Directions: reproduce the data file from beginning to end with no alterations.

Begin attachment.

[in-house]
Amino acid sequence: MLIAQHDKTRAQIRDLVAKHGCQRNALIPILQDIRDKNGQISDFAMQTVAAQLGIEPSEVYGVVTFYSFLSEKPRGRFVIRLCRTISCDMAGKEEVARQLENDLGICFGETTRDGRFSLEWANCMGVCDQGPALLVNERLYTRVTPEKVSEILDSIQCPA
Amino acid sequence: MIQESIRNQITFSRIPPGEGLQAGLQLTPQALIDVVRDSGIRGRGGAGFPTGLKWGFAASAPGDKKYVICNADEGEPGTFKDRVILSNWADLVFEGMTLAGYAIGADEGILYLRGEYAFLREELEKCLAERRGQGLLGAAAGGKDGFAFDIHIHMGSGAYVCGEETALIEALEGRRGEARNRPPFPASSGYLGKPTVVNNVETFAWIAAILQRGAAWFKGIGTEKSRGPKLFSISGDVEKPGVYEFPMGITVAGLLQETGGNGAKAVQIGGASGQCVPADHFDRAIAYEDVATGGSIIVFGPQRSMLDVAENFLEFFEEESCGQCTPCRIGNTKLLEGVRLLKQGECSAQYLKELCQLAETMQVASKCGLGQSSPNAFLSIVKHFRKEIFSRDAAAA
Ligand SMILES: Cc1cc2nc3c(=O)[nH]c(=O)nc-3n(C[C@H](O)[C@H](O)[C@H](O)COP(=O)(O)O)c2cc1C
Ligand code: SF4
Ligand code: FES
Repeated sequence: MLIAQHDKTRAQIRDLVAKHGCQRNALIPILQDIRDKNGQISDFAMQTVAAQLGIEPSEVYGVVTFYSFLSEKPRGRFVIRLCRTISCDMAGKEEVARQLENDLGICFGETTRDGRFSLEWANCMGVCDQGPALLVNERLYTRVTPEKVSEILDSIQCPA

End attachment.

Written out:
[in-house]
Amino acid sequence: MLIAQHDKTRAQIRDLVAKHGCQRNALIPILQDIRDKNGQISDFAMQTVAAQLGIEPSEVYGVVTFYSFLSEKPRGRFVIRLCRTISCDMAGKEEVARQLENDLGICFGETTRDGRFSLEWANCMGVCDQGPALLVNERLYTRVTPEKVSEILDSIQCPA
Amino acid sequence: MIQESIRNQITFSRIPPGEGLQAGLQLTPQALIDVVRDSGIRGRGGAGFPTGLKWGFAASAPGDKKYVICNADEGEPGTFKDRVILSNWADLVFEGMTLAGYAIGADEGILYLRGEYAFLREELEKCLAERRGQGLLGAAAGGKDGFAFDIHIHMGSGAYVCGEETALIEALEGRRGEARNRPPFPASSGYLGKPTVVNNVETFAWIAAILQRGAAWFKGIGTEKSRGPKLFSISGDVEKPGVYEFPMGITVAGLLQETGGNGAKAVQIGGASGQCVPADHFDRAIAYEDVATGGSIIVFGPQRSMLDVAENFLEFFEEESCGQCTPCRIGNTKLLEGVRLLKQGECSAQYLKELCQLAETMQVASKCGLGQSSPNAFLSIVKHFRKEIFSRDAAAA
Ligand SMILES: Cc1cc2nc3c(=O)[nH]c(=O)nc-3n(C[C@H](O)[C@H](O)[C@H](O)COP(=O)(O)O)c2cc1C
Ligand code: SF4
Ligand code: FES
Repeated sequence: MLIAQHDKTRAQIRDLVAKHGCQRNALIPILQDIRDKNGQISDFAMQTVAAQLGIEPSEVYGVVTFYSFLSEKPRGRFVIRLCRTISCDMAGKEEVARQLENDLGICFGETTRDGRFSLEWANCMGVCDQGPALLVNERLYTRVTPEKVSEILDSIQCPA